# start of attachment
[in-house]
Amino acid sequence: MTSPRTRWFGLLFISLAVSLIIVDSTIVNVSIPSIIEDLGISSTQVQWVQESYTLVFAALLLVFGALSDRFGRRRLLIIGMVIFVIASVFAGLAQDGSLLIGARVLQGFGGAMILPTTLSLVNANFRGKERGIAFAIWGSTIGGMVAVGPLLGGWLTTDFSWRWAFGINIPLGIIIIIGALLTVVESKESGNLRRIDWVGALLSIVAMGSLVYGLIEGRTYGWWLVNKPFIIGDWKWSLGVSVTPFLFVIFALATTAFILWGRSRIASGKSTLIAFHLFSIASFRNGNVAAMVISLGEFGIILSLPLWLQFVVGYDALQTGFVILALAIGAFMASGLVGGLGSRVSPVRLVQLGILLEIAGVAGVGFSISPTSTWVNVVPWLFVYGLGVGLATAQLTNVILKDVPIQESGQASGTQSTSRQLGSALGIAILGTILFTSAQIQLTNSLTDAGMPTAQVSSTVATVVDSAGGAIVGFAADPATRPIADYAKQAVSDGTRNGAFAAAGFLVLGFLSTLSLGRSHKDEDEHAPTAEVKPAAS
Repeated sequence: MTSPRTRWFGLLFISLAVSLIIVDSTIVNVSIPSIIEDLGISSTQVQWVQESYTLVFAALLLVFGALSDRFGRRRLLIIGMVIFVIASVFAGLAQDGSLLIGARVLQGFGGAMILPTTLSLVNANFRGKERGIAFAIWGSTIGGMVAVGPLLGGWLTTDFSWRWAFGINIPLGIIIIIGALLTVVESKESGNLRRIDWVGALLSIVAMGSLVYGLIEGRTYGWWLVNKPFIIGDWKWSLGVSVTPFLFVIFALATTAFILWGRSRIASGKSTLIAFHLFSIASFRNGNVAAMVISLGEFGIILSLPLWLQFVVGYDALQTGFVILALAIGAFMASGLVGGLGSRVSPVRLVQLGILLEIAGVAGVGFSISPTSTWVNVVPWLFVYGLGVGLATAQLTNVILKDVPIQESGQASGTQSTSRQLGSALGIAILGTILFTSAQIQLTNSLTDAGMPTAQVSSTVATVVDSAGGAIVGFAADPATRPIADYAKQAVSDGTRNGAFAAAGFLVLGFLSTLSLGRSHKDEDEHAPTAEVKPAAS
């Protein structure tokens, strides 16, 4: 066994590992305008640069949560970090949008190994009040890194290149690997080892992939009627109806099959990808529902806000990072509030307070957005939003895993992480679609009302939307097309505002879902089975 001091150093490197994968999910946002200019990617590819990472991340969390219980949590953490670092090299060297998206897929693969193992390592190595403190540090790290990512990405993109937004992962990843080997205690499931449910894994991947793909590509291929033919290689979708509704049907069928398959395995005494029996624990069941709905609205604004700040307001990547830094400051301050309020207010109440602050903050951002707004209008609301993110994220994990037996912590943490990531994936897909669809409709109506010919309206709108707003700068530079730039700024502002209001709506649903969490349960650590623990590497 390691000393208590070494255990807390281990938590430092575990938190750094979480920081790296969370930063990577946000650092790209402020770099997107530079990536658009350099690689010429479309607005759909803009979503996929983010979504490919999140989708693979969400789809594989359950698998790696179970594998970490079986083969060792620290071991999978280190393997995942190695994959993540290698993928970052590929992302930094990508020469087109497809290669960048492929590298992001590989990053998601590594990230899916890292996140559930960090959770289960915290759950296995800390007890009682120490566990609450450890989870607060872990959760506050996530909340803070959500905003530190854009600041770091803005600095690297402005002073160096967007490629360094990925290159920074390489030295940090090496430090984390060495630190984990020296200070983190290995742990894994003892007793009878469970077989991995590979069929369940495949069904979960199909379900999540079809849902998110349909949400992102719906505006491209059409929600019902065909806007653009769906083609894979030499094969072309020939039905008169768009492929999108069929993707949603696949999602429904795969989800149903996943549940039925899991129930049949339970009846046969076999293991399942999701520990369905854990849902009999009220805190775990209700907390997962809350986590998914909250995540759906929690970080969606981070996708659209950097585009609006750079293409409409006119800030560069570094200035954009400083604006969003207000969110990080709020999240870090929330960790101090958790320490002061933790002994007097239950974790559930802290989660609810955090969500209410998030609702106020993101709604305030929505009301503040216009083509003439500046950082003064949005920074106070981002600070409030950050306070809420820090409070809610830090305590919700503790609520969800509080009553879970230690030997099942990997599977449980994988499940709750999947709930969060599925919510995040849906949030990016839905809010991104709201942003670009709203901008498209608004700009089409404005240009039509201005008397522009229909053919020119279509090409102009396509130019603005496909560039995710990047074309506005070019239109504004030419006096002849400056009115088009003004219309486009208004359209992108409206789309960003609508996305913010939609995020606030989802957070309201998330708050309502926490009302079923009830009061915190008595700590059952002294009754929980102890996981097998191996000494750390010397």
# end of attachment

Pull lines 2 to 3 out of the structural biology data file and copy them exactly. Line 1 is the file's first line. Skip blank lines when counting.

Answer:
Amino acid sequence: MTSPRTRWFGLLFISLAVSLIIVDSTIVNVSIPSIIEDLGISSTQVQWVQESYTLVFAALLLVFGALSDRFGRRRLLIIGMVIFVIASVFAGLAQDGSLLIGARVLQGFGGAMILPTTLSLVNANFRGKERGIAFAIWGSTIGGMVAVGPLLGGWLTTDFSWRWAFGINIPLGIIIIIGALLTVVESKESGNLRRIDWVGALLSIVAMGSLVYGLIEGRTYGWWLVNKPFIIGDWKWSLGVSVTPFLFVIFALATTAFILWGRSRIASGKSTLIAFHLFSIASFRNGNVAAMVISLGEFGIILSLPLWLQFVVGYDALQTGFVILALAIGAFMASGLVGGLGSRVSPVRLVQLGILLEIAGVAGVGFSISPTSTWVNVVPWLFVYGLGVGLATAQLTNVILKDVPIQESGQASGTQSTSRQLGSALGIAILGTILFTSAQIQLTNSLTDAGMPTAQVSSTVATVVDSAGGAIVGFAADPATRPIADYAKQAVSDGTRNGAFAAAGFLVLGFLSTLSLGRSHKDEDEHAPTAEVKPAAS
Repeated sequence: MTSPRTRWFGLLFISLAVSLIIVDSTIVNVSIPSIIEDLGISSTQVQWVQESYTLVFAALLLVFGALSDRFGRRRLLIIGMVIFVIASVFAGLAQDGSLLIGARVLQGFGGAMILPTTLSLVNANFRGKERGIAFAIWGSTIGGMVAVGPLLGGWLTTDFSWRWAFGINIPLGIIIIIGALLTVVESKESGNLRRIDWVGALLSIVAMGSLVYGLIEGRTYGWWLVNKPFIIGDWKWSLGVSVTPFLFVIFALATTAFILWGRSRIASGKSTLIAFHLFSIASFRNGNVAAMVISLGEFGIILSLPLWLQFVVGYDALQTGFVILALAIGAFMASGLVGGLGSRVSPVRLVQLGILLEIAGVAGVGFSISPTSTWVNVVPWLFVYGLGVGLATAQLTNVILKDVPIQESGQASGTQSTSRQLGSALGIAILGTILFTSAQIQLTNSLTDAGMPTAQVSSTVATVVDSAGGAIVGFAADPATRPIADYAKQAVSDGTRNGAFAAAGFLVLGFLSTLSLGRSHKDEDEHAPTAEVKPAAS